Saturday, August 3, 2019

Fea's Latest on Christian Nationalism

Check it out here. A taste:
If you want a recent glimpse of Christian nationalism at work, read the following transcript from David Barton’s “Wallbuilders” radio program.  As many of you know, Barton is a self-professed dominionist and GOP politician who uses the past to promote his Christian nationalist agenda.  He knows a lot of facts about American history, but he does not think historically about these facts.  In other words, he is oblivious to context, change over time, contingency, causation, and the complexity of the human experience.  Despite the fact that his work as a historian has been discredited, he still has a large following and his disciples include GOP lawmakers and most of Donald Trump’s court evangelicals.  Those who still follow him believe that his critics–many of them evangelical Christian historians–have been overly influenced by secular ideology.
The only disagreement I have with Dr. Fea is that in his post while analyzing the transcript he tries to make sense of a David Barton word salad where arguably no sense is to be made of it.


Brad Hart said...

"Christian nationalism not only exists, but it is a view of church and state that drives a significant part of the Donald Trump presidency. As I argued in Believe Me: The Evangelical Road to Donald Trump, some of the fastest-growing evangelical groups in the United States embrace Christian nationalism."

I'm not sure I agree with this statement. I get that there are plenty of Christians on the right who love them some Trump, but I know just as many (probably more actually) who find the President, and his life choices, to be anything but disgusting. Some voted for Trump because the thought of a Clinton White House was even more offensive, while others simply didn't vote at all.

In short, I think Fea's attempt to tie Christian Nationalism to Trump is a bit weak Sure, there are some who will drink that Kool-Aid but there are just as many Christians out there who won't.

Tom Van Dyke said...

I'd have liked you to attempt to present Fea's case rather than his fatuous ad homming on Barton.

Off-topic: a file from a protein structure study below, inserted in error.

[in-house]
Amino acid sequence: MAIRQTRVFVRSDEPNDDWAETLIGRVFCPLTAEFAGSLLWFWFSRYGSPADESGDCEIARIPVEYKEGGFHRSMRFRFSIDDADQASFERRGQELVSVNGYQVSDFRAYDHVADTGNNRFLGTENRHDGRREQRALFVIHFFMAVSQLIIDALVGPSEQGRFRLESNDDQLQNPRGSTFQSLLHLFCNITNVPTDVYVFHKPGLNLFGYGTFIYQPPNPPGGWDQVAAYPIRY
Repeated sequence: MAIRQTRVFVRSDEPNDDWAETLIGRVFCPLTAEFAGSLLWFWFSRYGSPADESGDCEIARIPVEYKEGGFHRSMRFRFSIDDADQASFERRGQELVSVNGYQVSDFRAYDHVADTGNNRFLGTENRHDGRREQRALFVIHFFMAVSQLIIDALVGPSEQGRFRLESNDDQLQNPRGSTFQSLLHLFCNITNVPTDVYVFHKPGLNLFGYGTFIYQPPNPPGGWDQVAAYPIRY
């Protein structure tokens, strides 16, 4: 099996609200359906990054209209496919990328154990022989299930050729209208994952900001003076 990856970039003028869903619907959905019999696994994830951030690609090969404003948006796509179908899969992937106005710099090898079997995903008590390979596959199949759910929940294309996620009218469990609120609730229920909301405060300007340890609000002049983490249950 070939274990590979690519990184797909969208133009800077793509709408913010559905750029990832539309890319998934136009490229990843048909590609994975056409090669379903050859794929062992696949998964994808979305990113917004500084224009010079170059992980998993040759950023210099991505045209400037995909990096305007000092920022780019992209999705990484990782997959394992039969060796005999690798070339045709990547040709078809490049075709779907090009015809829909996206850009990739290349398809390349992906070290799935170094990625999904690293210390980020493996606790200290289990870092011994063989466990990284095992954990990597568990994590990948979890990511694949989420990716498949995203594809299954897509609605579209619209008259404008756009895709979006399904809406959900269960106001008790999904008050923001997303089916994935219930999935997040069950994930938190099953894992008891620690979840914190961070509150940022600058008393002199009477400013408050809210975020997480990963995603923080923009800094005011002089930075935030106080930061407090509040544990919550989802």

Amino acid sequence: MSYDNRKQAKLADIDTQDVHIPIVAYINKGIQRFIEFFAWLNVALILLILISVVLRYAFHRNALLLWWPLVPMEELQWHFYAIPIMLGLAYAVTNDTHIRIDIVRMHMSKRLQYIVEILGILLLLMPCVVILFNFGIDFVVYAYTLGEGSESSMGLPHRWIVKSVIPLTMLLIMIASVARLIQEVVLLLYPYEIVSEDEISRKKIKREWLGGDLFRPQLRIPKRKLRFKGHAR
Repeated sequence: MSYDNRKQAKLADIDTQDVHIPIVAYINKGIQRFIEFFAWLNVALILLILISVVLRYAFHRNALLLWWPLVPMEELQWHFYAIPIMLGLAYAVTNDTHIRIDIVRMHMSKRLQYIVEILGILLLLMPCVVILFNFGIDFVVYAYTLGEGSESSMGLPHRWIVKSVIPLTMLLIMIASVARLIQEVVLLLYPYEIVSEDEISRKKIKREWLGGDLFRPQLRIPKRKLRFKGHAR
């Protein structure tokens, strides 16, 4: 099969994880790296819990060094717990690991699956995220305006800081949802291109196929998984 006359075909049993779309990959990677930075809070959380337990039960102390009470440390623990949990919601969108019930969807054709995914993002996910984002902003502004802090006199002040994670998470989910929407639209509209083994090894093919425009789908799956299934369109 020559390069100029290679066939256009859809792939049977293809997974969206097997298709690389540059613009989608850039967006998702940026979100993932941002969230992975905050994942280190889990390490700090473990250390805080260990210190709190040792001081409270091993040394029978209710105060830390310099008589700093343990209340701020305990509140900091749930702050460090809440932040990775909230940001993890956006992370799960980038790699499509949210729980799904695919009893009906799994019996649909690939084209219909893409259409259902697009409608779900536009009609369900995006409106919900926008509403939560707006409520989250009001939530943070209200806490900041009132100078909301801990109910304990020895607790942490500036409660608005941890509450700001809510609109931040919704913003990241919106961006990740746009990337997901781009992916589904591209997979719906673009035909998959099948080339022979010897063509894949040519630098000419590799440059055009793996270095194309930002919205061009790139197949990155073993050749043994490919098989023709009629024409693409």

And instead of linking to his own fatuous attack on Barton's "dominionism," I'd have preferred Fea actually quote Barton directly rather than just link to some audio, leaving the reader to have to wade through the interview and guess whatever Fea's on about.

Very sloppy work even if there is truth here. Frankly, Mr. Fea's lack of rigor and seething partisanship do not make it worth the reader's while to find out.

At least Barton manages to keep it in his pants.

Jonathan Rowe said...

He did quote the transcript between David and Tim Barton.

Tom Van Dyke said...

Blogger Jonathan Rowe said...
He did quote the transcript between David and Tim Barton.

Mr. Fea did not make an argument. He printed a lengthy discussion then appended his own conclusions at the end. And they are ignorant of the constitutional argument.

Just because Fea has a PhD in history does not mean he knows anything about the law.

To wit, the relevant passages are these--obscured by the way Fea laid them out:


You actually get added protection because it singles out your religious expression. And, that’s a level of protection the Founding Fathers wanted to make sure that religious folks had. So, they singled that out to give, if you will, added protection if you’re a religious folk.

What happened in that decision in 1980 was the court said, “No, no, no. Religious folks, secular folks, everybody gets the same protection. Well, that’s not what the First Amendment says.


See what Barton is doing here? He is twisting the Constitution to make it say that Christians have more protection under the law than non-Christians. This is an attempt to privilege Christianity over other religions and no religion. This, my friends, is Christian nationalism.


This is BS. Barton is correct: the First Amendment's explicit protection of the "free exercise" of religion does indeed give an extra layer of protection for religious as opposed to non-religious speech.

Nowhere does Barton specify anywhere that Christian speech is any more protected than Muslim speech. Fea's hatred of Trump and the religious right has driven him to some very sloppy work, to the point of seeing what's not even there.

Tom Van Dyke said...

NB: I do not mean to disrespect John here by referring to him as Mr. Fea. But he is writing as a partisan, as a pundit, on politics. He is not a legal scholar. He is writing from a partisan point of view, not a scholarly one.